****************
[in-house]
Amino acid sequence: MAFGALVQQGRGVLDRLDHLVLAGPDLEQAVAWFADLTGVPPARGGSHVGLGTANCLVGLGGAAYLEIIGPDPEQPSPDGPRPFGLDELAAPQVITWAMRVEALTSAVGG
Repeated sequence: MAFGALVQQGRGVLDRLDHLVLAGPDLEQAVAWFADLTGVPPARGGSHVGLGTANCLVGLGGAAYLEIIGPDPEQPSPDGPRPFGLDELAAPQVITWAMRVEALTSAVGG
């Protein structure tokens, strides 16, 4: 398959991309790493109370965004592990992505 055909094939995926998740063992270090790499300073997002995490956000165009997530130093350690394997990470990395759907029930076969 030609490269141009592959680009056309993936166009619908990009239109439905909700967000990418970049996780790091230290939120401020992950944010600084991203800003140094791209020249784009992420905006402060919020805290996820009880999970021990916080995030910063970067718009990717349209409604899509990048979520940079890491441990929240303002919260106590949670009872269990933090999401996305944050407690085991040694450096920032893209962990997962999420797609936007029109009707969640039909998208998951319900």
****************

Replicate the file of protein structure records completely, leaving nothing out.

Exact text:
[in-house]
Amino acid sequence: MAFGALVQQGRGVLDRLDHLVLAGPDLEQAVAWFADLTGVPPARGGSHVGLGTANCLVGLGGAAYLEIIGPDPEQPSPDGPRPFGLDELAAPQVITWAMRVEALTSAVGG
Repeated sequence: MAFGALVQQGRGVLDRLDHLVLAGPDLEQAVAWFADLTGVPPARGGSHVGLGTANCLVGLGGAAYLEIIGPDPEQPSPDGPRPFGLDELAAPQVITWAMRVEALTSAVGG
């Protein structure tokens, strides 16, 4: 398959991309790493109370965004592990992505 055909094939995926998740063992270090790499300073997002995490956000165009997530130093350690394997990470990395759907029930076969 030609490269141009592959680009056309993936166009619908990009239109439905909700967000990418970049996780790091230290939120401020992950944010600084991203800003140094791209020249784009992420905006402060919020805290996820009880999970021990916080995030910063970067718009990717349209409604899509990048979520940079890491441990929240303002919260106590949670009872269990933090999401996305944050407690085991040694450096920032893209962990997962999420797609936007029109009707969640039909998208998951319900």